GEORGE TOWN: The Penang government today instructed its two local councils to be kinder to stray animals as it embarked on a humane drive to neuter dogs and cats to reduce their population in the long run.
State executive councillor Jagdeep Singh Deo said dog catchers in the local councils had been told to do away with their wire lasso traps and instead use the more humane net-type traps.
He said this was in line with an advisory given by the 67th National Local Government Meeting to come up with standard operating procedures when dealing with stray and abandoned animals.
Jagdeep also commented on the recent shoot-on-sight method used by the Ipoh City Council (MBI) in neutralising a stray dog.
The incident, which was caught on camera and spread on social media recently, caused a public uproar among dog lovers.
He said the Penang government would amend municipal laws which gave arbitrary powers to council workers to catch stray dogs using any means possible.
“I have read about this dog shooting case and it is deplorable.
“This should not happen in Penang. We want to aim for zero strays and yet, at the same time, zero cruelty, too,” he said.
Jagdeep said this after he was asked about Ipoh City Council’s argument that it had followed council by-laws which allowed them to use any means possible to capture stray dogs.
Earlier, Jagdeep opened the Penang Island City Council’s (MBPP) new Stray and Abandoned Dog Control Centre on Jalan Sungai, Sungai Pinang, here, built at a cost of RM169,395.
Jagdeep said the primary function of the centre was to implement the trap-neuter-release (TNR) method, where female stray dogs are neutered and re-released into their habitat.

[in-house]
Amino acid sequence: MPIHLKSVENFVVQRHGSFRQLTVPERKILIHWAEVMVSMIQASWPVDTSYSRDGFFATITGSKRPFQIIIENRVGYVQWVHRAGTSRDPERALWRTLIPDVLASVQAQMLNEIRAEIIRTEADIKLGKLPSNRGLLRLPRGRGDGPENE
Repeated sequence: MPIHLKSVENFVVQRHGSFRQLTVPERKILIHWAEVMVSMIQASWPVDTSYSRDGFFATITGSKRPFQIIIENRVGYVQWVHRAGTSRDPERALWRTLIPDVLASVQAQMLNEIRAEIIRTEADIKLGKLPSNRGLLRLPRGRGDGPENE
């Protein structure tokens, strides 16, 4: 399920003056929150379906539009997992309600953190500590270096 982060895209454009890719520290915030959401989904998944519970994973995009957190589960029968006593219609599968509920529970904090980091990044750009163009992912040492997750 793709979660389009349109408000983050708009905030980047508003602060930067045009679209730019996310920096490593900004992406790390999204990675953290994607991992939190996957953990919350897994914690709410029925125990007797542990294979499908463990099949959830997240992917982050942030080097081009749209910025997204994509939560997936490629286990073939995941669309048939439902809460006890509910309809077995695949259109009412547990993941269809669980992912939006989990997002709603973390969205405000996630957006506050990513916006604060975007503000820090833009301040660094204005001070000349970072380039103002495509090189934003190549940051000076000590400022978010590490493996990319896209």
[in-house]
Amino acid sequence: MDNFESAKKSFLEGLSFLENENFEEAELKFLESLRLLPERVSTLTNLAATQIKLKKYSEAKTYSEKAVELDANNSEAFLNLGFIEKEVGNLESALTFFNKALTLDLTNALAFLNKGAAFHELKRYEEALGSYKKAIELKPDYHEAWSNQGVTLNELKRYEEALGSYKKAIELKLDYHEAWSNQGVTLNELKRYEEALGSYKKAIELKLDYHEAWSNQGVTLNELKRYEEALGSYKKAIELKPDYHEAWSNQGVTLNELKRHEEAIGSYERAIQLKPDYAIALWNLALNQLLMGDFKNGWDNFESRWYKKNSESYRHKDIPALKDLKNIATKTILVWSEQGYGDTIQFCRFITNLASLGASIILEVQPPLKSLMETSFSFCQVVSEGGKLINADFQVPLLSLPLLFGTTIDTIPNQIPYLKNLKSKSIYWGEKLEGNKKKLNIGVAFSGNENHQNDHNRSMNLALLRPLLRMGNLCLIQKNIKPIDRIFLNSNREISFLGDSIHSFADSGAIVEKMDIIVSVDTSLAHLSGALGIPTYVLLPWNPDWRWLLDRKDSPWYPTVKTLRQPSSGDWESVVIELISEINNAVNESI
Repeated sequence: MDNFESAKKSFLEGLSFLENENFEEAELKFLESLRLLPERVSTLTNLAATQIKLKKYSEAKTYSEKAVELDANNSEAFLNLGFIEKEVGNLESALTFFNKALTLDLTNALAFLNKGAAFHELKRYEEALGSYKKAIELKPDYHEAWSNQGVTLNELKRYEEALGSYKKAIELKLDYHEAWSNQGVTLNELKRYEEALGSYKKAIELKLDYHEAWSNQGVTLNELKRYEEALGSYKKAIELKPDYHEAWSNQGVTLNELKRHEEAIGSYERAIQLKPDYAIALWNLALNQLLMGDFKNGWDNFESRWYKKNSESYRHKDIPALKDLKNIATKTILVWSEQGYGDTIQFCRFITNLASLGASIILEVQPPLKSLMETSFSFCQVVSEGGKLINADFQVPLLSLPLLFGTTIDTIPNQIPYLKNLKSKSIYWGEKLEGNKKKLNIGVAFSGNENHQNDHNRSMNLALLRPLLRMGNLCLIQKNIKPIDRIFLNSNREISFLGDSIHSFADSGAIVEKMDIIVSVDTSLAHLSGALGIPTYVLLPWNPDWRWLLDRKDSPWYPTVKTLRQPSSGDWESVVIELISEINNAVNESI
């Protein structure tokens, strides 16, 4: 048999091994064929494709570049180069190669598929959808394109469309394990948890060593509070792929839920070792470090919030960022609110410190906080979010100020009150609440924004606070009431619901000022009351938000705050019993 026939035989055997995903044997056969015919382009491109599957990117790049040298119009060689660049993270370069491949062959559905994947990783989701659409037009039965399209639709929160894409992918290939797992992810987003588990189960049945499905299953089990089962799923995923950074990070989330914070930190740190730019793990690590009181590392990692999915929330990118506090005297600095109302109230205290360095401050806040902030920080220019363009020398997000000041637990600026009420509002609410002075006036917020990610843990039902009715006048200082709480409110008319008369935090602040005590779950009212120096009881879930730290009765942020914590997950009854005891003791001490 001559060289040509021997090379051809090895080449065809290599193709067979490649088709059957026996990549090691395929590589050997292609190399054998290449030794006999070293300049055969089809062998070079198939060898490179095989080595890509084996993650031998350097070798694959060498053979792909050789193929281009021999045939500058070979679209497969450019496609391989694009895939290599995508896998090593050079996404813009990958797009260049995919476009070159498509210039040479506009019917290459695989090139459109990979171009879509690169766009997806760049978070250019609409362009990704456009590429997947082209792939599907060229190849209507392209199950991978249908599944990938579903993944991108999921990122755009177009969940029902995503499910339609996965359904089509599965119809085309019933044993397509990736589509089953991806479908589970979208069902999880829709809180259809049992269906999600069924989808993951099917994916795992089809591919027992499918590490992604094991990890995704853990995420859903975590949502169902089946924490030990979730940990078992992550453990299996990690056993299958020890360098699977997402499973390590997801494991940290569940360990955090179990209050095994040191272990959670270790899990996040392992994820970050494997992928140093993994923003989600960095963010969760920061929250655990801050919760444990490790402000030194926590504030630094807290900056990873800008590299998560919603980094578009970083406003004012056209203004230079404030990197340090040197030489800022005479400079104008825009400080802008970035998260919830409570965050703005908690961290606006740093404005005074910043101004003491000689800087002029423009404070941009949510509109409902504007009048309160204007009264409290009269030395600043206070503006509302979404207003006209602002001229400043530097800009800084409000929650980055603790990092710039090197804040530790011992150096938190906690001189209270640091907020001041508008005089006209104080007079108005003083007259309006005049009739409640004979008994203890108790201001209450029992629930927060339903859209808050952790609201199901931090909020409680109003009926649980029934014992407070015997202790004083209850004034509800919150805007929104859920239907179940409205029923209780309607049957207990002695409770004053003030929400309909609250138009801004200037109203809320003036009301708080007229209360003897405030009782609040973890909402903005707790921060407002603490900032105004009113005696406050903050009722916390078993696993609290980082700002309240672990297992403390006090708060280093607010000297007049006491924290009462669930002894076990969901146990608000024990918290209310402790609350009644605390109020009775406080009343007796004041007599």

It has 60 kennels and eight multipurpose rooms. He said MBPP had enlisted the expertise of the local branch of the International Aid for the Protection and Welfare of Animals (Iapwa).
He said the TNR method, in force by the MBPP since March 1 last year, has seen 637 dogs neutered as of April 30 this year.
“We are the first local government in the peninsula to carry out the TNR actively in controlling the stray population. This is a good example to other local governments to emulate,” he said.
Jagdeep said in the meantime, he urged all pet owners to license their dogs to prevent them from being captured by council workers.
Jagdeep also urged dog lovers to adopt rescued strays from the state’s dog pounds on the island and in Seberang Perai as there are plenty of canines ready for adoption.
He said currently, the stray dog population hovers between 12,000 and 15,000 on Penang Island, while there are 20,000 in Seberang Perai.
According to MBPP, a total of 1,200 strays had been caught in Penang Island to date this year, through a team of 10 dog catchers.
A total of 1,300 dogs on the island are licensed. Neutered dogs can be identified through tattooed identification numbers on their right ear and an ear notch on the left ear.